Among seniors, depression is the most common mood disorder. It often goes undiagnosed and untreated due to the stigma that it is not a real disorder. Depression is very real, and should never be ignored. Here, we go over the types, symptoms, causes, and effects of depression.
Depression is the feeling of sadness, hopelessness, and apatheticness. The difference between feeling sad and feeling depressed, is that depression lasts for long periods of time, from anywhere between a few weeks to several years. It inevitably will affect a person’s life, including their personal relationships and job performance. The main types of depression are:
Major Depression, which is the most common depressive disorder. It lasts for two weeks or longer, and can cause a person to experiences four or more of the following symptoms:
- Ongoing feelings of sadness and/or hopelessness
- Feelings of guilt and/or worthlessness
- Insomnia / difficulty sleeping
- Feelings of fatigue or tiredness
- Feelings of irritability
- Loss of appetite or overeating
- Loss of interest in hobbies and activities
- Trouble concentrating and making decisions
- Thoughts of death and/or suicide
- Suicide attempts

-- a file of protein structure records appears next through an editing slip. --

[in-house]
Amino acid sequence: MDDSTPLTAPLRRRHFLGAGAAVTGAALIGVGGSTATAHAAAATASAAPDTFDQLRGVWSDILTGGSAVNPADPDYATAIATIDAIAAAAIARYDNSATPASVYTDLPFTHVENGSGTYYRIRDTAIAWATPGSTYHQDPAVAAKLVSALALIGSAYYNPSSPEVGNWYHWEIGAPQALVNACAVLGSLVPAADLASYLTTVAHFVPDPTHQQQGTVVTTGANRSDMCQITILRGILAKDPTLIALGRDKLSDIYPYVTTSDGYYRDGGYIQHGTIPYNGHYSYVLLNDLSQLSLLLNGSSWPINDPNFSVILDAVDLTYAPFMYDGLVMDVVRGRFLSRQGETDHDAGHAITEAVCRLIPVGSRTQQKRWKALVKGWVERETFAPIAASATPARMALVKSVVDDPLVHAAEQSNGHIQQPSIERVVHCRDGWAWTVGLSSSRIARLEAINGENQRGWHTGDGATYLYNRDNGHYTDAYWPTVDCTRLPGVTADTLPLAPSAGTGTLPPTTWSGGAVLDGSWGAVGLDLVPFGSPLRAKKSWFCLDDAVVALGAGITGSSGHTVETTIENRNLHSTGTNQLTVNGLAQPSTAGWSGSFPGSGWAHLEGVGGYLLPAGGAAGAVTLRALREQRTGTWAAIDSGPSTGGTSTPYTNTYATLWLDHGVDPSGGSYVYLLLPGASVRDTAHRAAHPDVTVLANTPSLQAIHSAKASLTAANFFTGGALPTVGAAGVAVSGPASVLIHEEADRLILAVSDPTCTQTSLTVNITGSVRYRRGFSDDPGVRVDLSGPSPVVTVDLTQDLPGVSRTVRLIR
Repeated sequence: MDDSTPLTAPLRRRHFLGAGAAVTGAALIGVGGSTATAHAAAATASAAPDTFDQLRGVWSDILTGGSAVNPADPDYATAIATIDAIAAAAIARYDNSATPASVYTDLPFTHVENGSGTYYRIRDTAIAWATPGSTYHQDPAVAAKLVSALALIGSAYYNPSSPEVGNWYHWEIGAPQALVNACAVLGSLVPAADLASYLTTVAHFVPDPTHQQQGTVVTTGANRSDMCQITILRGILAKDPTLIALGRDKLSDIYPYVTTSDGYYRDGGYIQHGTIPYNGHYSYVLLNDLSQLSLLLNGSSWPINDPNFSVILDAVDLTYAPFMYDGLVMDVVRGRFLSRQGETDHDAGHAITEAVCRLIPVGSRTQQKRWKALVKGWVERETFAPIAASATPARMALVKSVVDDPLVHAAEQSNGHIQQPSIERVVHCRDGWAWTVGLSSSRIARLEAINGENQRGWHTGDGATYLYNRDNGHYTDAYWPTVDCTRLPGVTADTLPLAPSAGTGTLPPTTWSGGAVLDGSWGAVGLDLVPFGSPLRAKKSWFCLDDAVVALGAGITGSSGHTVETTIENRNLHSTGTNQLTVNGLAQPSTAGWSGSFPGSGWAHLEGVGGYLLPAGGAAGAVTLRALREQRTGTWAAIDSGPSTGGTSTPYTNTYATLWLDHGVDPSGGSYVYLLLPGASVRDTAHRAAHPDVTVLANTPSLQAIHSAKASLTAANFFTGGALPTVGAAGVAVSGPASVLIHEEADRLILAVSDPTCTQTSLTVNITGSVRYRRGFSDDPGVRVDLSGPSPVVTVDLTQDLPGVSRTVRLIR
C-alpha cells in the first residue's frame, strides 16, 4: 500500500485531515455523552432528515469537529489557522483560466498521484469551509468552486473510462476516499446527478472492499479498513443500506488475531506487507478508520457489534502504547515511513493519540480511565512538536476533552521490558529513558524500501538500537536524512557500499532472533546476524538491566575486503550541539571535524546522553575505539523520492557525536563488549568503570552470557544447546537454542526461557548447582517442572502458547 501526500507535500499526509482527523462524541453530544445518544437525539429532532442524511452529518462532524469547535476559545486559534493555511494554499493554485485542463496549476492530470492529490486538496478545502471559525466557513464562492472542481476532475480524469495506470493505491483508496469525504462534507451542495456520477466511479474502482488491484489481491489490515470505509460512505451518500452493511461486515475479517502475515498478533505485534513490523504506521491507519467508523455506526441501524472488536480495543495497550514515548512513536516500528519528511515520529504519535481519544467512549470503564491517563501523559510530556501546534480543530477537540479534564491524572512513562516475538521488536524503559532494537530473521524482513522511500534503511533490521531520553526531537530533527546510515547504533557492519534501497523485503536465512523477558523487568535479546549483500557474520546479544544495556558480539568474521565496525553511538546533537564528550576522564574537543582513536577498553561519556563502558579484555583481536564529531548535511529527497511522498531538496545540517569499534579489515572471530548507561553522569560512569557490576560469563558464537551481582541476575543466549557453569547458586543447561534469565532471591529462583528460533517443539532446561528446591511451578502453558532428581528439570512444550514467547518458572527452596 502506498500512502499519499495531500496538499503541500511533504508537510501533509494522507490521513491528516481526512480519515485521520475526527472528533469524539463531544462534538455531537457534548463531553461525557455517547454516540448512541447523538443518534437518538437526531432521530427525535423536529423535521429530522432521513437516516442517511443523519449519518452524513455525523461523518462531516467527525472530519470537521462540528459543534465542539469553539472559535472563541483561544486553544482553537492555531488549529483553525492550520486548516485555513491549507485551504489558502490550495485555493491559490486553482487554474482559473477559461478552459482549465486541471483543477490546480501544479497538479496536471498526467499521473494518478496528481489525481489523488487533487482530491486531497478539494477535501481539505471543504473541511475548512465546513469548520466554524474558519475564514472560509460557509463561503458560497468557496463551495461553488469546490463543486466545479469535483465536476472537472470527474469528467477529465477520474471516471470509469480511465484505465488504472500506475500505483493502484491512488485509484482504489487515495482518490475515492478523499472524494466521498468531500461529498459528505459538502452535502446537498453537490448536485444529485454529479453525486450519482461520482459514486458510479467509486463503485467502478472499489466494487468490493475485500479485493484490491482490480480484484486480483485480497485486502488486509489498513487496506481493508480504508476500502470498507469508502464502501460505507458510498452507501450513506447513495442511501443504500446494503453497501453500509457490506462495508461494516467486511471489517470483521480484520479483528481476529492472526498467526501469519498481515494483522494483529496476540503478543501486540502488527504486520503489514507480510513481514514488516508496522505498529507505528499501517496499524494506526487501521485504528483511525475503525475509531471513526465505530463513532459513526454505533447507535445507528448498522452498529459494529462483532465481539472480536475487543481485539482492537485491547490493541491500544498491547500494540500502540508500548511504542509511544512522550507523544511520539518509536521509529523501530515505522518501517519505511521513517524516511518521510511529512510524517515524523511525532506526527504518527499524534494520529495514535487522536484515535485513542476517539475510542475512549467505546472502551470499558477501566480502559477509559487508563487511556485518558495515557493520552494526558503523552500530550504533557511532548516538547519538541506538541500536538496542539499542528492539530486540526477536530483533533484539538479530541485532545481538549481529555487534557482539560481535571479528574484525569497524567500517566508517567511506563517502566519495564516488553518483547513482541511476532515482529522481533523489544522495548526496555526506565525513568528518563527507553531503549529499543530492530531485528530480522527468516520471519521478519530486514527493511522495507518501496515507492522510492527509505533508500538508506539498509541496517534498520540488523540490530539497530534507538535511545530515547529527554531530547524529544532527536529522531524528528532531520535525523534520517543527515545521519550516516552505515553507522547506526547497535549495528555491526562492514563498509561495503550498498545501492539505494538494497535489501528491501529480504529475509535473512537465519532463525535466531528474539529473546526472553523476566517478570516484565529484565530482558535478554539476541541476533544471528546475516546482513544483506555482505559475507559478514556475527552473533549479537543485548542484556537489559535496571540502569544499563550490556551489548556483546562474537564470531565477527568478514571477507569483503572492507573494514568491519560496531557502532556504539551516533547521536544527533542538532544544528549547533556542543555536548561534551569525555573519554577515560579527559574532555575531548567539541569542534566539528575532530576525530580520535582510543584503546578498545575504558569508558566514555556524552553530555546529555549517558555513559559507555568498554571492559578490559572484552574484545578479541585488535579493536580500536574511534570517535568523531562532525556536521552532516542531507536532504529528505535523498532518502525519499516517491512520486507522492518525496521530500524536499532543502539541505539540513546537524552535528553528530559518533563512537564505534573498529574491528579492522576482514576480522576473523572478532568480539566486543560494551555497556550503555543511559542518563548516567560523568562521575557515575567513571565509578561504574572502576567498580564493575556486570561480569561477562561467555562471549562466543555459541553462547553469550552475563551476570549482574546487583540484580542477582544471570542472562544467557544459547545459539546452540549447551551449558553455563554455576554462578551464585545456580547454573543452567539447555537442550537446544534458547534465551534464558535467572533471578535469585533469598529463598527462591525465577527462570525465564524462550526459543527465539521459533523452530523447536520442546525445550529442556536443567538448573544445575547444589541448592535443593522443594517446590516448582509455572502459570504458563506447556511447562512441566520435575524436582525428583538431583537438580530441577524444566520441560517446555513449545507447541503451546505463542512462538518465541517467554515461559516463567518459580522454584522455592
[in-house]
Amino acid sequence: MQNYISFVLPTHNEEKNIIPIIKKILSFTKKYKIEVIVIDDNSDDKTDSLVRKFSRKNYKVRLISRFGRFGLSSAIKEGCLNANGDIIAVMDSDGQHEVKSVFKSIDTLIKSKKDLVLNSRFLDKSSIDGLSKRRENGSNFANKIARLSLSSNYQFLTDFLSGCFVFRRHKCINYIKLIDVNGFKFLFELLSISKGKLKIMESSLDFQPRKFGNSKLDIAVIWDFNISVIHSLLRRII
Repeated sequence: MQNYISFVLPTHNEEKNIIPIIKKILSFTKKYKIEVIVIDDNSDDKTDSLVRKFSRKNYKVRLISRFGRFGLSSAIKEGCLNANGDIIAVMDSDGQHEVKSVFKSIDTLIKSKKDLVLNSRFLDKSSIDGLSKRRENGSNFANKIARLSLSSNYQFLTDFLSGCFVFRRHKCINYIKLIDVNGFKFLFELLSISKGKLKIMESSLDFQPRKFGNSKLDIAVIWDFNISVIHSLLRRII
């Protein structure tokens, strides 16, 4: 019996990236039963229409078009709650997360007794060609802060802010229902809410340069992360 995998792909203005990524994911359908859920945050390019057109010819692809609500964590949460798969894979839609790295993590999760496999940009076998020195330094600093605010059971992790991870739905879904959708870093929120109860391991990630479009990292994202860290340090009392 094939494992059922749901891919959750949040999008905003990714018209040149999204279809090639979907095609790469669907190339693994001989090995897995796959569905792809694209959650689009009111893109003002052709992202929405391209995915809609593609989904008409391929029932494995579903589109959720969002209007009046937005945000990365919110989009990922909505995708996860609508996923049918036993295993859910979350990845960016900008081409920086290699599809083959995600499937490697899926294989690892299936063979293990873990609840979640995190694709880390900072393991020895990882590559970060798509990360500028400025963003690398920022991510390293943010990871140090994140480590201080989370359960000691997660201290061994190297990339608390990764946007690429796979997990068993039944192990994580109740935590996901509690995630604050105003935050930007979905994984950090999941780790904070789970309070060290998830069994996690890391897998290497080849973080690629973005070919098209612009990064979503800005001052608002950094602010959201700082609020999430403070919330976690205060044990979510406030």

- Physical symptoms that do not respond to normal treatments, such as headaches, digestive issues, aches, cramps, or pain.
Persistent Depressive Disorder or PDD, is a form of depression that lasts for over two years. PDD shares the same symptoms as major depression, and can include episodes of major depression along with periods of less severe symptoms.
Bipolar Disorder (formerly manic depression) is not as common as major depression or PDD, and is the experience of extreme mood cycles that go from intense highs (manic) to severe lows (depression).
Depression has several underlying causes, including genetic, environmental, and physiological factors. Depression can be genetic, with people with a history of depression in their family having higher risks of suffering from depression. But, this is not always the case. Depression can also be caused by trauma or stress (e.g. the recent death of a loved one, financial issues, etc.), or depression can occur with no obvious causes or triggers.
In the same way one would go to the doctor when sick, people with depression should seek help from a professional. If you are experiencing any symptoms of depression, talk to your doctor. They can help you find a certified psychiatrist. Many clinics and senior centers also have attending psychiatrists and therapists on site who are willing to help those in need. If you or someone you know is showing signs of suicidal behavior (talking about death, planning their own death, etc.) contact the suicide hotline at 1-800-273-TALK (8255), or visit Suicidepreventionlifeline.org.